Hi. I'm a painter, a writer and a mother of three teenage sons, one with a severe disability. This is a journal: riotously disorganized, full of art, food, children and everyday domestic events. Unless you are a friend or family member you may not be interested, but you are welcome to look. Artists who are parents may find some common ground here, as well as parents of children with special needs. For art only, see my site: nancybeamiller.blogspot.com
Monday, July 18
LA DOLCE VITA
Well, kind of. I took this at the recent opening reception of my friend Meri Adelman's show at JMS gallery. This gilded young lady is one of the sculptures complementing Meri's trenchant charcoal drawings. Made a beautiful contrast, and that's what life is all about, right? That and a little laugh from time to time. Meri knows this all too well, as she put a portrait of me in the show under the title "Lorenzetti Downs". I wasn't sure if she was comparing me or herself to Lorenzetti, but in any case it sounds better than Lorenzetti Miller I suppose!
Friday, July 15
My friend Eliza's dog is named Einstein. I don't believe he was named for his unusually prodigious brainpower but for his masses of silky, flyaway hair. Although there is a certain patient intelligence in his eyes: "If I hold still long enough maybe they will give me a liver treat!"
Thursday, July 14
On a hot night.
Oh, the fizzling joy!
Tuesday, July 12
INGOING AND OUTGOING
We were visiting Mount Vernon, the estate of George Washington, and this lovely lady was in the role of Martha Washington. She was friendly and charming and didn't miss a beat even when Henry dropped himself down right next to her. He was interested in her voluminous skirts (and he also enjoys patting plump people, probably for the reverberation sensation) but she couldn't have been nicer about it. She didn't break character for one second and continued to chatter away in the most friendly and agreeable manner imaginable. I wanted to take her home with us!
Sunday, July 10
on my mother-in-law's dwarf sunflower. This particular shade screams "Summer" to me. Cadmium with a hint of green beneath, as though you can see the sap coursing through its veins.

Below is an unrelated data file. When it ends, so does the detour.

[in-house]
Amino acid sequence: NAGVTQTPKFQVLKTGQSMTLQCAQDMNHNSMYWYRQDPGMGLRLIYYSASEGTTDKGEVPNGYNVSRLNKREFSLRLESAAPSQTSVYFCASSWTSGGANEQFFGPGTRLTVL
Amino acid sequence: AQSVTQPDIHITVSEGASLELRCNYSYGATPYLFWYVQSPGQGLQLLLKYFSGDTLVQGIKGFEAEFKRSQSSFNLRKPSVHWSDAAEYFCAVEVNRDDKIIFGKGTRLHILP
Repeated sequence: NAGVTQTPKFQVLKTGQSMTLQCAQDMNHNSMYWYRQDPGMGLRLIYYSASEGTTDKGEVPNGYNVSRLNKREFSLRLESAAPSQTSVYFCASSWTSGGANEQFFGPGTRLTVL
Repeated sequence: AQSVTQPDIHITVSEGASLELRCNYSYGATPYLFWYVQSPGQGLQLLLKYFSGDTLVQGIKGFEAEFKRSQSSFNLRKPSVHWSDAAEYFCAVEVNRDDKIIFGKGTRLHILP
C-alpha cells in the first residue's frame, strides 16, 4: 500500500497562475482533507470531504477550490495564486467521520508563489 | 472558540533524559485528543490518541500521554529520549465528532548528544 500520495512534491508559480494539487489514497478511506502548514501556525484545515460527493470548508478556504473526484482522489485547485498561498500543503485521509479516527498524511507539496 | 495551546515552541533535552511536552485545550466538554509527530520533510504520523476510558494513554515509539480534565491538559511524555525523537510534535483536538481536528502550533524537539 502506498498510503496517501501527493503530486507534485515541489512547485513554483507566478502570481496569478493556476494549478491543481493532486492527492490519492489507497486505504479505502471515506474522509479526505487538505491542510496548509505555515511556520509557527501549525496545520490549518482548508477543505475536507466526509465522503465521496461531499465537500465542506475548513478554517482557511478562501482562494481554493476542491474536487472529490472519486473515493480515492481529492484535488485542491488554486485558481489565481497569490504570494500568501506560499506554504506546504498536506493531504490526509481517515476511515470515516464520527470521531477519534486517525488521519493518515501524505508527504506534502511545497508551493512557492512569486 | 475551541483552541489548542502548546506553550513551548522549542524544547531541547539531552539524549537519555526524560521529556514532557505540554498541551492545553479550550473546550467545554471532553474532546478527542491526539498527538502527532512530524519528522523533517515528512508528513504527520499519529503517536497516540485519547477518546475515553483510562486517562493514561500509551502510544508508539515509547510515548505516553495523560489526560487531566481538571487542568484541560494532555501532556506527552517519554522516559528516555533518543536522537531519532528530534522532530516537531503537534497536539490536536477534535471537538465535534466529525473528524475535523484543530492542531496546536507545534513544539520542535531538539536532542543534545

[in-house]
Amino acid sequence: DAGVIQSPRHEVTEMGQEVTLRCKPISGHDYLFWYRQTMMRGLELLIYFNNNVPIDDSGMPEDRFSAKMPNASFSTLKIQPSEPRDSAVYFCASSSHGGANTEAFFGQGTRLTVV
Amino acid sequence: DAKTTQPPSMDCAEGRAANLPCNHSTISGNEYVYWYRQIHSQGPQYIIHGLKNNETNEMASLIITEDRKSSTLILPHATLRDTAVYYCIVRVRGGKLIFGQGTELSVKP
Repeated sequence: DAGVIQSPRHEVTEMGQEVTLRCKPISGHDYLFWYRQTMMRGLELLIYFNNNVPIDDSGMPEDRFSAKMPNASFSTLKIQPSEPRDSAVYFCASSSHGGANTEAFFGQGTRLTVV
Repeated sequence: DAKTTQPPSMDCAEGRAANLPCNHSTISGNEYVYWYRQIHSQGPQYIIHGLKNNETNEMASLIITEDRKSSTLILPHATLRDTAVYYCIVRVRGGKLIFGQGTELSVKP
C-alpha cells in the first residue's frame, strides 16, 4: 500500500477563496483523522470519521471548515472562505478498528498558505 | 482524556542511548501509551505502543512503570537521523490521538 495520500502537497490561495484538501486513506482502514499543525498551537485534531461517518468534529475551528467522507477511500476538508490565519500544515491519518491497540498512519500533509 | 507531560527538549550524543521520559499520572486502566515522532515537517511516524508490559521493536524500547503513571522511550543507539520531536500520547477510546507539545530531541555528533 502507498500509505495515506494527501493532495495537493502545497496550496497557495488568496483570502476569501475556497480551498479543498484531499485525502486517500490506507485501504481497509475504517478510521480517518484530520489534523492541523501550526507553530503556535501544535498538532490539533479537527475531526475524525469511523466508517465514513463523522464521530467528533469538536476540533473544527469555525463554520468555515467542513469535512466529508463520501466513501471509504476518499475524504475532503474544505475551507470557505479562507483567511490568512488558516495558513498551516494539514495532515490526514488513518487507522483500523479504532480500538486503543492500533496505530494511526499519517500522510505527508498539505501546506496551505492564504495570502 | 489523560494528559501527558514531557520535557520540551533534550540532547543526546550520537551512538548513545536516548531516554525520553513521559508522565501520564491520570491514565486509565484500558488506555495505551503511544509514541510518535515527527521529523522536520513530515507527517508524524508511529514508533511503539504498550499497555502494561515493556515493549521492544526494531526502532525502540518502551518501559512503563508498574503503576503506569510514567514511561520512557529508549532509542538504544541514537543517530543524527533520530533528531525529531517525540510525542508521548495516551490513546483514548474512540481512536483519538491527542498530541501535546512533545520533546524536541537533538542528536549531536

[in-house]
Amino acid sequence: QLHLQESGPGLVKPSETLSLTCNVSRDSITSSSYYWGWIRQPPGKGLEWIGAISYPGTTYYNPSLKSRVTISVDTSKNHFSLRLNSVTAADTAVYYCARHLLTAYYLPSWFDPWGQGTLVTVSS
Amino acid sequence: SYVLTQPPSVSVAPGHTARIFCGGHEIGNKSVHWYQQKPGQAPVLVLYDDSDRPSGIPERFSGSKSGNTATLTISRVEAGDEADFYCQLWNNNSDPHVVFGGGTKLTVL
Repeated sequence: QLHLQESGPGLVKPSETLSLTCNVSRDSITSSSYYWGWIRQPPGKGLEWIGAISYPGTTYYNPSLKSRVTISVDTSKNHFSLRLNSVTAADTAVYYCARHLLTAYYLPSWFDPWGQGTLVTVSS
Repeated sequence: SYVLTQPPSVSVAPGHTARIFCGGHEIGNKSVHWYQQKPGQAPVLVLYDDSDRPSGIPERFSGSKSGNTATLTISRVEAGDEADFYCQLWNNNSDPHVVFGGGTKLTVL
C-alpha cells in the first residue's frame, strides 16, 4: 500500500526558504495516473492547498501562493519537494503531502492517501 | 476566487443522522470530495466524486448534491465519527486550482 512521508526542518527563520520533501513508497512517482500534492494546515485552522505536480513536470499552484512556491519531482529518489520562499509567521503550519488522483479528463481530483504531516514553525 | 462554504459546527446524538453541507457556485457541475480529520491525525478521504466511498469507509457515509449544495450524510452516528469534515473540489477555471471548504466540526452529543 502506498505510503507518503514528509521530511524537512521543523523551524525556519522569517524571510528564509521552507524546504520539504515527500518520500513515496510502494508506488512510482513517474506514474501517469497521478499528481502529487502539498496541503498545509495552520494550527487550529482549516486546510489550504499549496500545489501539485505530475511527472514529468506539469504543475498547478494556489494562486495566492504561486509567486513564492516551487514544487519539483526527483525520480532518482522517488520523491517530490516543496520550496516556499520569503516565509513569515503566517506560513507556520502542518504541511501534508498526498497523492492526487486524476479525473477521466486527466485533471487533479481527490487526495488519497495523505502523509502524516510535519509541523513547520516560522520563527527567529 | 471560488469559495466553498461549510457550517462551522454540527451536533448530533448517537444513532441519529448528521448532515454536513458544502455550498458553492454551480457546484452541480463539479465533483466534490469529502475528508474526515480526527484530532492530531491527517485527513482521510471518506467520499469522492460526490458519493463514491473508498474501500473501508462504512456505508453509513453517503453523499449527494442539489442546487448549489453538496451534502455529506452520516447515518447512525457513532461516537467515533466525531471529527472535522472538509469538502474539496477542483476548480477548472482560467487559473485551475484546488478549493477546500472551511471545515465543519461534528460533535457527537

Friday, July 8
CANDID COACHING FACE
"You're doing great!" My brother-in-law Charlie Rose keeps the kids motivated during Pool Football. And due to his excellent coaching technique they won the Backyard World Championship. (Of course, there was no actual opposing team.)
Monday, July 4
ROCKETS ON HIGH
Paul and the two boys could not resist setting off a couple of illicit bottle rockets in the street this evening. Henry, of course, huddled inside, cowed by the cacophony of the local fireworks display in a nearby park. Ah the glorious Fourth! There is nothing quite like fireworks, despite their fleeting nature and the ever ever-present whiff of danger and sulphur. It is a shame we don't have the tradition of fireworks at Christmas or Hannukah. They are festivals of light after all. And it gets dark so blessedly early then too so no hanging around endlessly and keeping the little guys up way past their bedtimes! Although I guess that is all part of the fun, really.
Sunday, July 3
I noticed these very tiny wild bird cherries were growing in parallel formation. It was interesting to observe all stages of ripeness on a branch at the same time, too, from little green nubs to drooping withered black blobs.
Saturday, July 2
The one that has been used the most is actually by far the more valuable. In the odd way of violins, who has used it can add to its perceived worth. This illustrious Iizuka 3/4 was just a brief loaner for P. It had a wonderful sound: deep and rich and sweet like chocolate syrup. We gave it back reluctantly, and with careful hands. Then it was back to the "thin maple syrup" violin!
HIDE AND SEEK
with guinea hen. Taking a family bike ride today H. suddenly called out, "Look! A wild turkey!" We braked and crept closer, finally identifying it as guinea hen. NOT native to the area. Another woman pulled up and we both said to each other at the same time, "Guinea hens are great at eating ticks!" Then giggled at our dumb like-mindedness. How often does that happen with a total stranger?
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